Intercede announces new guide to mobile device authentication for federal agencies
Intercede has announced the launch of a cybersecurity guidance resource for federal agencies required to authenticate individuals through mobile devices for access to information systems and applications. The resource is the result of a two-year collaboration with the National Institute of Standards and Technology’s (NIST’s) National Cybersecurity Center of Excellence (NCCoE).
The second draft of NIST Special Publication (SP) 1800-12, Derived Personal Identity Verification (PIV) Credentials outlines practical, interoperable security approaches, created in collaboration with Intercede and other vendors. Intercede’s contribution includes reference software and technical consultancy.
“Federal government has always had a strong desire to mobilize its workforce. However, until now it has been blocked by numerous technical and operational challenges,” says Intercede CTO Chris Edwards. “Intercede has developed the technology to significantly improve mission-critical systems, but without clear, independent recommendations for deployment, the uptake has and will continue to be slow. Multi-factor authentication urgently needs to become the de facto standard for government security. This is why Intercede has collaborated with the NCCoE in the architectures documented in the practice guide that will vastly improve cybersecurity for federal agencies, with derived PIV credentials for mobile devices at the core.”
The White House Office of Management and Budget found in a recent report that nearly three quarters of the 96 federal agencies it assessed are “at risk” or “high risk” of cyberattack, and Intercede cites a recent survey that found more than 60 percent of federal agencies have experienced a security incident involving a mobile device. The new practice guide is intended to help federal agencies and other organizations reduce risk and cost associated with implementing unnecessary or additional technologies, while ensuring compliance with federal directives.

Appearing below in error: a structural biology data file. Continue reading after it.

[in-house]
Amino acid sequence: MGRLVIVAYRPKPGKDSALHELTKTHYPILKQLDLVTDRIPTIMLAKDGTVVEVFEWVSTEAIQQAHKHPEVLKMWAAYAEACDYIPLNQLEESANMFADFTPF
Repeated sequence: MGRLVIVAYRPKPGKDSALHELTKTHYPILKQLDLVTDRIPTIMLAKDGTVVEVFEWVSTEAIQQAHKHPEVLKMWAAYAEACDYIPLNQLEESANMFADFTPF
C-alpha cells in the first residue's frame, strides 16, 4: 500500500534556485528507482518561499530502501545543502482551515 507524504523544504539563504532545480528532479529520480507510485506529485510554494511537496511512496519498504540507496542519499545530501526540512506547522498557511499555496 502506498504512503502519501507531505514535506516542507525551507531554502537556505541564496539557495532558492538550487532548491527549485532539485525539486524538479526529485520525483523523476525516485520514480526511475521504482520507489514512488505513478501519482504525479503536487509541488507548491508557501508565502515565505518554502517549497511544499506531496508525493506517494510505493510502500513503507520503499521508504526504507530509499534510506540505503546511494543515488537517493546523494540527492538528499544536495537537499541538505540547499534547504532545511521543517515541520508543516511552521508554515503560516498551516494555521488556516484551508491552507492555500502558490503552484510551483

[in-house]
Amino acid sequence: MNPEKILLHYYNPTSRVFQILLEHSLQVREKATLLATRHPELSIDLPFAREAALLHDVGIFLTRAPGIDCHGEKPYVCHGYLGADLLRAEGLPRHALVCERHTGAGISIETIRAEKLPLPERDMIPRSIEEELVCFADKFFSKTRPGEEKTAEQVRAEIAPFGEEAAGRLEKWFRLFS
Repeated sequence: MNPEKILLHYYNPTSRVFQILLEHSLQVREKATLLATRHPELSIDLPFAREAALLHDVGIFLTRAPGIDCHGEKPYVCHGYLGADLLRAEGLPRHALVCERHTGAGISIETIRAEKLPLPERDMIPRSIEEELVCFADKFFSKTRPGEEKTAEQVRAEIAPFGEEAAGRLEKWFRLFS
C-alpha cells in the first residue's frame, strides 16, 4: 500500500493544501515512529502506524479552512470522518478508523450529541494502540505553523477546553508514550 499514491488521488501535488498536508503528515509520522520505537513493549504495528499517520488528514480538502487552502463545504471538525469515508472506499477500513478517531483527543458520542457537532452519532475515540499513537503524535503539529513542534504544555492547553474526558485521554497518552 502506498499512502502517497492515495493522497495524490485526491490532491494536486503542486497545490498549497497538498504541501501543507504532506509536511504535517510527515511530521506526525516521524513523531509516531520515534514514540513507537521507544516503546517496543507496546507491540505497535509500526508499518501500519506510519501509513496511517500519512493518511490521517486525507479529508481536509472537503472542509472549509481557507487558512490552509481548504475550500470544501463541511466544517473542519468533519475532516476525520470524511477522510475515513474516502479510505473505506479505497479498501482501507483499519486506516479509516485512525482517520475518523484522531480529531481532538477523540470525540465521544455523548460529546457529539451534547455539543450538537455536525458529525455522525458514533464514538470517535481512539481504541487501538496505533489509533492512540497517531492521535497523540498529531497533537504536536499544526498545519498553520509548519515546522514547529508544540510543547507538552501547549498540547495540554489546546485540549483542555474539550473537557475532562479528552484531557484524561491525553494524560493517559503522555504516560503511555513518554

“Collaborating with stakeholders such as federal agencies, businesses, technology providers, and integrators to produce viable cybersecurity solutions is key to the NCCoE’s success,” comments computer scientist and NCCoE’s Derived PIV Credentials Project team project lead Bill Newhouse. “The Derived PIV Credentials Practice Guide is another successful example of how these stakeholders engage with the NCCoE to produce solutions to real-world problems such as protecting IT systems through implementation of secure authentication standards.”
The draft is available for download from the NCCoE website.